This is a great debate but I came here asking for some help on what it might be, I'm not here to buy a new clutch because mine was just remade and I already paid for it, I'm not going to just buy a new expensive kevlar one to put it in place and maybe have the same problem I'm having because the problem might not be the clutch itself, as you have said yourself not going in reverse seems to be a clutch problem, but I said that was already solved and the car now goes in reverse properly, it just bumps hard on acceleration.
I mentioned I'm a used car dealer, I'm not going to invest in a brand new kevlar clutch because that makes no sense, what I could do if it really is a clutch problem is buy a used original clutch and put in place, used car used clutch, and at least it's original, and of course a much cheaper solution.
 

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I have no horse in the race, but I’ll say that regardless of your feelings on the Kevlar clutch, the issue is that your clutch has not been rebuilt properly. The eGear system is very sensitive and has a bunch of different settings that can be played around with on top of how sensitive tolerances are.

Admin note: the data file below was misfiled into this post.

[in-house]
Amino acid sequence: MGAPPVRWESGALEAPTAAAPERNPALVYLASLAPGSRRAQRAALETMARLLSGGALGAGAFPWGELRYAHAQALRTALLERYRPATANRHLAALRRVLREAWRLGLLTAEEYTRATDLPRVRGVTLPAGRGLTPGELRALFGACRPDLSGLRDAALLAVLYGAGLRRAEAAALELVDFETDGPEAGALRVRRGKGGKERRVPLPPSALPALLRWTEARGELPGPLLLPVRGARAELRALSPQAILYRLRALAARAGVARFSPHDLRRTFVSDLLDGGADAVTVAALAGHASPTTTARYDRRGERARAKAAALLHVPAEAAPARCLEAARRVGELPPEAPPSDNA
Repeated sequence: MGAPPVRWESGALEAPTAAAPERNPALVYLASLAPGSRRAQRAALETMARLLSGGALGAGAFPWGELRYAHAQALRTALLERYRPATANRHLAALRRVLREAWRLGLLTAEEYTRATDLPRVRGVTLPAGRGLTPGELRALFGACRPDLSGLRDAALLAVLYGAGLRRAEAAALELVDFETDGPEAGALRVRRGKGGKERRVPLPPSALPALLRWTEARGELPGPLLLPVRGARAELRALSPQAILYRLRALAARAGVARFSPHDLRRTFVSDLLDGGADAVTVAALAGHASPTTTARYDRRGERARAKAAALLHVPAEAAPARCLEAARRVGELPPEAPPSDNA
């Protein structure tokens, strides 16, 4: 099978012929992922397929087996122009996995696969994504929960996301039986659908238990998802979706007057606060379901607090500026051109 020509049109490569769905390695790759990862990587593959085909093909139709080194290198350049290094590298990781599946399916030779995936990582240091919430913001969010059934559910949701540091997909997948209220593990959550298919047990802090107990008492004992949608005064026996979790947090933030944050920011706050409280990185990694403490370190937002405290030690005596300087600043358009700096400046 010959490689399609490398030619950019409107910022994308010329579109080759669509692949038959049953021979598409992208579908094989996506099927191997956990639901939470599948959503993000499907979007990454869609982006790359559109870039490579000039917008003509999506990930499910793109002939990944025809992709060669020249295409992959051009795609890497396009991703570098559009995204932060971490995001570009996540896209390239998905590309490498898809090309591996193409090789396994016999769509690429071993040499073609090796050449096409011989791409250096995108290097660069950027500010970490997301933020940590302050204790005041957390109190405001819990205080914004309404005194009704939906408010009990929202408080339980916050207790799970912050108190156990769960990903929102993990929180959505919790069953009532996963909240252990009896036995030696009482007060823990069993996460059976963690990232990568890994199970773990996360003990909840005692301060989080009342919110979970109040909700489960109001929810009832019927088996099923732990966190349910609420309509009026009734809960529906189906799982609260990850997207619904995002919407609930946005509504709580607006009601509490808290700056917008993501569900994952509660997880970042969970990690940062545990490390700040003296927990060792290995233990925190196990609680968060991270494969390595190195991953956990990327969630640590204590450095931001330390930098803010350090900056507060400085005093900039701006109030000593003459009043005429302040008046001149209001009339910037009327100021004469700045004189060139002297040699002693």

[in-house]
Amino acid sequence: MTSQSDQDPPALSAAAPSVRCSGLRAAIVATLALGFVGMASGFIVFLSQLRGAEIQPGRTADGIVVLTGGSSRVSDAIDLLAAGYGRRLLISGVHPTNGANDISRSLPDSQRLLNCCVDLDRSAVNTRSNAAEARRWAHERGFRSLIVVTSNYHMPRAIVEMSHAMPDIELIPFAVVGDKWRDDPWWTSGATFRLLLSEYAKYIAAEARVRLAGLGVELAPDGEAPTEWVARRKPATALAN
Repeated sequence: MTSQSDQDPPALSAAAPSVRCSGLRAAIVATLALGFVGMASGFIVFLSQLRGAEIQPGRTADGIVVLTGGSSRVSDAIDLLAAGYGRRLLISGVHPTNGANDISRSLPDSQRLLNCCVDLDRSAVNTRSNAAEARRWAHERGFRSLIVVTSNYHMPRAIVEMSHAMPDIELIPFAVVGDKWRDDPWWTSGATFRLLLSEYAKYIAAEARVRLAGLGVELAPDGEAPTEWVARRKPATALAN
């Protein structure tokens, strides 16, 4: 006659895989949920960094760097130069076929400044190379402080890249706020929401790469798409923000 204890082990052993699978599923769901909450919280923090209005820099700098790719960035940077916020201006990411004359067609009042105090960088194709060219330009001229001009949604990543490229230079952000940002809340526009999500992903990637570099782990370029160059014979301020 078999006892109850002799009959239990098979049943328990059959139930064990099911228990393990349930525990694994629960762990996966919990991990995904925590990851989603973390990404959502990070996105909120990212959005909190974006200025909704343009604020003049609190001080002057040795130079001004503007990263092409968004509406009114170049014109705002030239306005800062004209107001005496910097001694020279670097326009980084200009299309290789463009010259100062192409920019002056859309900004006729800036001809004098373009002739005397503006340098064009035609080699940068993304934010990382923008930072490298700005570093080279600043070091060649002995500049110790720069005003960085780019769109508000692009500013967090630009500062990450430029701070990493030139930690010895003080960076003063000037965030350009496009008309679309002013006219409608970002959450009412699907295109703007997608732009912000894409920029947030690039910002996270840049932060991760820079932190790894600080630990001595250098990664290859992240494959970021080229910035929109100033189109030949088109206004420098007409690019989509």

You decided to try to save a grand on a clutch job and now have realized that a Lamborghini with a computerized clutch has higher tolerances than a Subaru. Sorry dude it blows, because you’re now underwater on the car. You will need to replace the clutch, having paid for a bad rebuilt one doesn’t change that.

Next time, replace the clutch with an OEM part at a solid exotic shop or, better yet, at a dealer. You should have taken it to the dealer and gotten a snap done on the car prior to buying it— these cars are nightmares if not properly maintained. Especially the pre-LP cars that have no real Audi blood.
 

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Discussion Starter #15
I know the first lamborghinis are pain, I've had 3 of these first ones and it's one problem after the other... do you thinking buying an original used clutch and putting it in place will solve everything?